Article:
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  5. A GOP lawmaker is abruptly leaving Congress, making Mike Johnson's life even harder

A GOP lawmaker is abruptly leaving Congress, making Mike Johnson's life even harder

Brent D. Griffiths   

A GOP lawmaker is abruptly leaving Congress, making Mike Johnson's life even harder
  • Rep. Ken Buck, a Colorado Republican, abruptly announced that he's leaving Congress next week.
  • House Speaker Mike Johnson will only be able to lose two votes.

Rep. Ken Buck, a Colorado Republican, announced on Tuesday that he will leave Congress next week, further weakening the GOP's already thin House majority.

"Everywhere I go in Colorado, Dana, I hear that people are not happy with Trump and they are not happy with Biden, and I think we need to change our electoral laws here," Buck told CNN just shortly after his office announced his decision. "And I have passion for that, and I'm going to leave, and I'm going to find the right organization to join, and I'm going to start working on that issue."

Republicans will hold just a 218-213 majority after Buck's departure, meaning the GOP will only be able to afford two defections on an entirely party-line vote.

House Speaker Mike Johnson's life will get even trickier next month as Democrats are expected to win a New York special election, leaving the House at 218-214, meaning the GOP could afford only one defection as a tied vote is a failed vote in the chamber.

Buck's decision comes at a critical time for Johnson. House Republicans must still reach a deal with Senate Democrats and the White House on a long-term spending deal. President Joe Biden and some Republicans are pushing the House to pass a bipartisan foreign defense bill that provides funding for Ukraine, Israel, and Taiwan.

Unlike the US Senate, House seats cannot be filled by temporary replacements, meaning Buck's decision will likely result in his seat being left vacant through the early summer. By law, Colorado Gov. Jared Polis is responsible for setting the special election date.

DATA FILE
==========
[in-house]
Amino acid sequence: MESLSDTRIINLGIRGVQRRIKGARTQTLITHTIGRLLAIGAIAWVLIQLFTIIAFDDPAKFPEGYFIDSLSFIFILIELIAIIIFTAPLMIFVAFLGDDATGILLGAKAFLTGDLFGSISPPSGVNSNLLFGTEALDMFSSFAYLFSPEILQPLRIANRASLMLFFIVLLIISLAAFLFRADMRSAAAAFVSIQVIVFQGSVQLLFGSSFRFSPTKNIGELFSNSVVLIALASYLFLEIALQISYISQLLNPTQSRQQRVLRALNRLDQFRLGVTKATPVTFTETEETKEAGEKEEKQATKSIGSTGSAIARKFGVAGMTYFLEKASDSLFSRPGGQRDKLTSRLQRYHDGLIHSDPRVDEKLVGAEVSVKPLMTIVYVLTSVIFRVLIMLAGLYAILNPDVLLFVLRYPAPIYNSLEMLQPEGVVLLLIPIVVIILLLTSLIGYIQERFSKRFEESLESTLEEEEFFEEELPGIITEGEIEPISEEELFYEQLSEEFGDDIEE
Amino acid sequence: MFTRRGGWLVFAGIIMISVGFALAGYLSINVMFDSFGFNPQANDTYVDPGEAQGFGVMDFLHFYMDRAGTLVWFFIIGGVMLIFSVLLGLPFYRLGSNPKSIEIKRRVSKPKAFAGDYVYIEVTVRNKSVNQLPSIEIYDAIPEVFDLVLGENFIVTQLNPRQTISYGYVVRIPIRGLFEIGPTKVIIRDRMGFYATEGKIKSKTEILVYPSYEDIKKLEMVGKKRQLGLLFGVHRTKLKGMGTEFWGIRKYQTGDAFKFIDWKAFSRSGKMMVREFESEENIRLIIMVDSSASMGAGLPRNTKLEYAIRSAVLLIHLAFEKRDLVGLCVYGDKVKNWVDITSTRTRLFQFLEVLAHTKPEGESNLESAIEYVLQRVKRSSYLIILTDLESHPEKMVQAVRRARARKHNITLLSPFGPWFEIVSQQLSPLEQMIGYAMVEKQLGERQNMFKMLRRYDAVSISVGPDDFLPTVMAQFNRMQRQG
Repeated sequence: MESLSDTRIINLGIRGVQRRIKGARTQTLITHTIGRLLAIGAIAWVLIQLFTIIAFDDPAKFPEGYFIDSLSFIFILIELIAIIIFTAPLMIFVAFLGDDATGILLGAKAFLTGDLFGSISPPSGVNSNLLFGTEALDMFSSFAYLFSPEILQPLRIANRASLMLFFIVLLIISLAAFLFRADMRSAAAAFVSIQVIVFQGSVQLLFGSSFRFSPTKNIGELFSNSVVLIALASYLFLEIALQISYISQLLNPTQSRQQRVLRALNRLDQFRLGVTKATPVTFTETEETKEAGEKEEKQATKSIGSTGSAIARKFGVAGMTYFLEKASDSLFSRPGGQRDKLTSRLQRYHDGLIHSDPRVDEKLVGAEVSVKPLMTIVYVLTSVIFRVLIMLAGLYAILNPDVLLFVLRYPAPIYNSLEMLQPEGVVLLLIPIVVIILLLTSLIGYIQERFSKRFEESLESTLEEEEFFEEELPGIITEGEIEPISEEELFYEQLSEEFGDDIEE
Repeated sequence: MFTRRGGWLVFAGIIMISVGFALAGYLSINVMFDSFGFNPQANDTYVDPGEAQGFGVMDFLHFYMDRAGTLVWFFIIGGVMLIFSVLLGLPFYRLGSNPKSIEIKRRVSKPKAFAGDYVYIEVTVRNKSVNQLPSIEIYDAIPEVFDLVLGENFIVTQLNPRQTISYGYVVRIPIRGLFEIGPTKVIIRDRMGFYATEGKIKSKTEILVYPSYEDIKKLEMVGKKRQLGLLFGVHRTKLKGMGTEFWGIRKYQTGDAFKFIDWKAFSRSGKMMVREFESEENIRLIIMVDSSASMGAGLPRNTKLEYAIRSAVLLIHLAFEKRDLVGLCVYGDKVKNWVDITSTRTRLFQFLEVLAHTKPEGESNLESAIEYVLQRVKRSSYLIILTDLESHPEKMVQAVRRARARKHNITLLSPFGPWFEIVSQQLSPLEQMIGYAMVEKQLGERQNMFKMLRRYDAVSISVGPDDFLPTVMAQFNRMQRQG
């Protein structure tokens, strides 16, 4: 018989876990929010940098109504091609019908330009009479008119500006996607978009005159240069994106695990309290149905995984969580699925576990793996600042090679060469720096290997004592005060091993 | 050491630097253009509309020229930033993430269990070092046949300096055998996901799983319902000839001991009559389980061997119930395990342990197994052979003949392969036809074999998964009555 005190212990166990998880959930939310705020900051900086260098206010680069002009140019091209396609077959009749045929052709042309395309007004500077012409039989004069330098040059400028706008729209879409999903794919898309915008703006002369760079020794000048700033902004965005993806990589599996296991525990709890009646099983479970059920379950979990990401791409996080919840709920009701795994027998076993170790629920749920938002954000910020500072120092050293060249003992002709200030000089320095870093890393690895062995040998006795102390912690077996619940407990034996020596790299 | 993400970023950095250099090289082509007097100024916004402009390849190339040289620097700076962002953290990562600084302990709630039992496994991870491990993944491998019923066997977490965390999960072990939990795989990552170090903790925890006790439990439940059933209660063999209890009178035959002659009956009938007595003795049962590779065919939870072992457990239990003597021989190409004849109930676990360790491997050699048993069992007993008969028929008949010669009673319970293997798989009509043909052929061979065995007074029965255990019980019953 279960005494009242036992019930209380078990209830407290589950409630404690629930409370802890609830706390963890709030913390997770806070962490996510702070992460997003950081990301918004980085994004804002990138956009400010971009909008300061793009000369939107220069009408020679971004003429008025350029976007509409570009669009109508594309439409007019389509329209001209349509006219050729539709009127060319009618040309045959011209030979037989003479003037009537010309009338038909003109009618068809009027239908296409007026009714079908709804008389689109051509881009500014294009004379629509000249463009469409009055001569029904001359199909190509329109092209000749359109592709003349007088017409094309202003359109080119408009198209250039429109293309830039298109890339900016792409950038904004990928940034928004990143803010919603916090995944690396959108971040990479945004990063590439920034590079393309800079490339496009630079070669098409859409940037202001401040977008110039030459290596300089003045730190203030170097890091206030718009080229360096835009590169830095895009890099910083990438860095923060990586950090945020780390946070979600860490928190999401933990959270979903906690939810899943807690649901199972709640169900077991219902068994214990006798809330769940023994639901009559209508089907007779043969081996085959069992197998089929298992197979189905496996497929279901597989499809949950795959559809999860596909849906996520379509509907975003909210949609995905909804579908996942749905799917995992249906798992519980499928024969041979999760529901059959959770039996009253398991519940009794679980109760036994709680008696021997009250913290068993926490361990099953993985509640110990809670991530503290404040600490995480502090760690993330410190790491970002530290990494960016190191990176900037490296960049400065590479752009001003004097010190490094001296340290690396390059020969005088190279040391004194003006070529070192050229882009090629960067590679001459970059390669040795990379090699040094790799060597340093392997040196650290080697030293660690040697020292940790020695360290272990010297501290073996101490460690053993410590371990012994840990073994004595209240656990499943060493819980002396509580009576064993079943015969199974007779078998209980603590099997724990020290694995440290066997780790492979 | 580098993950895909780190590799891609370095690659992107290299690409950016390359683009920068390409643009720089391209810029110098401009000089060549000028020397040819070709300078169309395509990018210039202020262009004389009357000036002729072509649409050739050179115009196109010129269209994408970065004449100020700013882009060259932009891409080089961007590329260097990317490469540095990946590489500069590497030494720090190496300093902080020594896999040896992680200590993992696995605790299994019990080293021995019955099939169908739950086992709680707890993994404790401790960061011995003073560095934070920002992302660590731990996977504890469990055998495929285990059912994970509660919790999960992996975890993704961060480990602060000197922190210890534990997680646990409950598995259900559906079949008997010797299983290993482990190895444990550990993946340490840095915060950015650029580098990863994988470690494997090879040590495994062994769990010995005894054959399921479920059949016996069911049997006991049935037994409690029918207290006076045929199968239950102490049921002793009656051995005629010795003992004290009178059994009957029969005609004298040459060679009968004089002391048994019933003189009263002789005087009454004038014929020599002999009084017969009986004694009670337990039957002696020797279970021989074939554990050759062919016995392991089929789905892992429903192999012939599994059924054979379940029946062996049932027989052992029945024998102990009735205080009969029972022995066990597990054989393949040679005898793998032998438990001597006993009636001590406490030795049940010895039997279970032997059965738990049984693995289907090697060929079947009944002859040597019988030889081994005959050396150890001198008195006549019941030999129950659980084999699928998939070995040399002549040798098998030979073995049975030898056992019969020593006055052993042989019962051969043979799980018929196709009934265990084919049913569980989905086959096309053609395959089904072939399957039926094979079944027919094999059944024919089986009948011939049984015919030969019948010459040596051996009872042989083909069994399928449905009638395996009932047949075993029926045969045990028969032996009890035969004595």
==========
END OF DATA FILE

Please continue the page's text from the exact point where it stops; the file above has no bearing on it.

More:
Fellow Colorado Republican Rep. Lauren Boebert also faces her own difficult decision. Boebert abandoned her current district late last year, opting to run to replace Buck. Boebert, who has been accused of carpetbagging, must now decide whether to seek to serve the remainder of Buck's term which would require her to resign her current seat. In short, this means there could be another special election.

The good news for Johnson is that Republicans should be able to pad their numbers back up starting in May with a special election to replace former Speaker Kevin McCarthy. But in the meantime, the GOP holds what Johnson himself has characterized as one of the slimmest majorities in history.

It can be challenging to get every member in the chamber at the same time. Logistically, GOP leadership must also grapple with hundreds of different personal and professional schedules.

Unexpected challenges, including health issues often arise too. House Majority Leader Steve Scalise missed a historic vote to impeach Homeland Security Secretary Alejandro Mayorkas due to health complications.

A member of the far-right Freedom Caucus, the Colorado Republican has shown an increasing ability to defy his party. Buck was one of just three Republicans to vote against impeaching Mayorkas. He has also repeatedly spoken out about how some in his party continue to question Biden's 2020 election win.

Buck likely doesn't care that he made Johnson's life more difficult. He sounds like he wishes he could have left sooner.

"It is the worst year of the nine years and three months that I've been in Congress, and having talked to former members it is the worst year in 40 or 50 years to be in Congress," Buck told CNN. "But I'm leaving because I think there's a job to do out there that I want to go do."




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